What is a Compressed File?
ZIP and RAR are both types of archive (compressed) file formats. The main diference between them is that the ZIP format can be read by any operating system, whereas RAR format requires a third party tool called WinRAR — you can download an unlimited free trial here.
If you are sharing files, there are a variety of benefits to archiving them first:
- They take up less storage space on your device.
- They are easier to share and download: one archive file can contain multiple folders and files.
- They use less data when transferring: quicker to upload and download.
You may be using high-spec device, with a super-fast internet connection — if you are regularly sharing multiple quantities of large files, you are likely to discover external factors out of your control, forcing you reduce the data that is being transferred. For example:
Google's standard email attachment limit is 25mb, so if the files that you want to send exceed this amount, then you can collate the files into an archive folder.
How to make a file smaller
To put your files into a compressed archive, it's as simple as selecting the files that you want to send, right clicking and pressing the relevant button.(Add to "folder-name.rar"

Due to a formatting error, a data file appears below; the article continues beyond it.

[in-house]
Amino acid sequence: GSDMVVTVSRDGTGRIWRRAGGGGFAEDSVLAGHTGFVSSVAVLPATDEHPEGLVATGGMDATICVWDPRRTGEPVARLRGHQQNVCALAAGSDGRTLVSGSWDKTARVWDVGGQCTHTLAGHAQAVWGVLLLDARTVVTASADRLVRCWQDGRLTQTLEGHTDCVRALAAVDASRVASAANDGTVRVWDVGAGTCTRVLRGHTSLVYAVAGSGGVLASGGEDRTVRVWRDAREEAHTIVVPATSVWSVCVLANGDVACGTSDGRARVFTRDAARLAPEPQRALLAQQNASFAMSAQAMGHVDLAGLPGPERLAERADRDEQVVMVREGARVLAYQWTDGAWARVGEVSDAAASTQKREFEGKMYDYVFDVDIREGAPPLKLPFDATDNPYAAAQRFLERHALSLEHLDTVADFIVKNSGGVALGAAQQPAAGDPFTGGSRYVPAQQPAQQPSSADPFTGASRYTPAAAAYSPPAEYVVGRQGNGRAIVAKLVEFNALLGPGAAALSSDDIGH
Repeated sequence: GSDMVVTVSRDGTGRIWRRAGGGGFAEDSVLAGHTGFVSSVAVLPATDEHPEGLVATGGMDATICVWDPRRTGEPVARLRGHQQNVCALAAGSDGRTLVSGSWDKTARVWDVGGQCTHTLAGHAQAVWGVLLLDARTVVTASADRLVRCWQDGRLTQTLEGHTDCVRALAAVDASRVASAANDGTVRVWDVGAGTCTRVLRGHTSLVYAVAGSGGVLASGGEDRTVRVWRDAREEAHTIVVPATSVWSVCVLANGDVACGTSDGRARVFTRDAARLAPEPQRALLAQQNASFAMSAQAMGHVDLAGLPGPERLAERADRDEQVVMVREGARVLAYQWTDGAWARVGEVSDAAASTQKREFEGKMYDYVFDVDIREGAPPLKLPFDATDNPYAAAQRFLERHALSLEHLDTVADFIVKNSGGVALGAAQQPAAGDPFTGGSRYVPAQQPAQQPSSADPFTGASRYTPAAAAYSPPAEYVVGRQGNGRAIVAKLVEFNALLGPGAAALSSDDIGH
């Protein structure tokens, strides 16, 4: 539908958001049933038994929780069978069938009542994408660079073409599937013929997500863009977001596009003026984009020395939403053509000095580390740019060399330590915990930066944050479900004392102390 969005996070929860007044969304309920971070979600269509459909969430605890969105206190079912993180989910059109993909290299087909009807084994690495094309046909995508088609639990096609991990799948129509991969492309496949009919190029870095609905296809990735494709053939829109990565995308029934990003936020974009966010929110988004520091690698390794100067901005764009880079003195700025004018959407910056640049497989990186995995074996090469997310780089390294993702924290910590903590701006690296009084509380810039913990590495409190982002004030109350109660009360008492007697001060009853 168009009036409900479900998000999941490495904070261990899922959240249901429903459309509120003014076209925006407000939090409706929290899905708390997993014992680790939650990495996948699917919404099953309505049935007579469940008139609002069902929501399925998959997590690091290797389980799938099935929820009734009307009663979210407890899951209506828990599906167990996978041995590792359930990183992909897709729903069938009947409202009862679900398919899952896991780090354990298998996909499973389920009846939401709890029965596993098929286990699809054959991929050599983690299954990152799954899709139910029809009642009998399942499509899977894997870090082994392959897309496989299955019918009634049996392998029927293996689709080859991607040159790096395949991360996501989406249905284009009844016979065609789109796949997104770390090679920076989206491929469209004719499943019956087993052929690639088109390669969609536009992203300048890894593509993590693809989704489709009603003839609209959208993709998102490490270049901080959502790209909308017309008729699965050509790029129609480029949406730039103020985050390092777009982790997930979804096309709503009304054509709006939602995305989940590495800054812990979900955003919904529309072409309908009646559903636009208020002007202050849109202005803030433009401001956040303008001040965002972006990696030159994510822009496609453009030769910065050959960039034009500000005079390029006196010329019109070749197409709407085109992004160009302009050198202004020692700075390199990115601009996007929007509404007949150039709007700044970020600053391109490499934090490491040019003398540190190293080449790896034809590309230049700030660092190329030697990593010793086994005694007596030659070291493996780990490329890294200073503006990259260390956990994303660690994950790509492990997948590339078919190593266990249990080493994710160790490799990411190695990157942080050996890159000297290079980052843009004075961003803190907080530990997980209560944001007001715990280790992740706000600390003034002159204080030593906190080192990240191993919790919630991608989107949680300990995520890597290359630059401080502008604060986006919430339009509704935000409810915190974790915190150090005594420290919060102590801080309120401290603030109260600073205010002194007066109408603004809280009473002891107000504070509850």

If you are using a Windows device and you don't have WinRAR installed, you can hover over "Send to" and there should be an option of "Compressed (zipped) folder" for you to click.
How to extract files
You may have landed here because you purchased some SVG files and you're not sure how to extract them. Fortunately it is just as easy to extract files as it is to compress them. Just right click, hit "Extract files" or "Extract here" depending on whether you want them to extract within the same folder or not — Job done.
What does compression mean?
Regardless of whether in relation to a file, music or stuffing a Christmas tree back into the box that it was removed from, the definition of compress is to flatten, squeeze or press.
When you are working on a file, whatever the format may be, a general rule of thumb is that the bigger the file, the larger the storage size. We talk more specifically about image compression, and how it affects quality in this blog.
If you found this blog helpful, please check out our newly-created Facebook crafting community here, where we will be sharing tips and advice, plus a free SVG bundle once a month.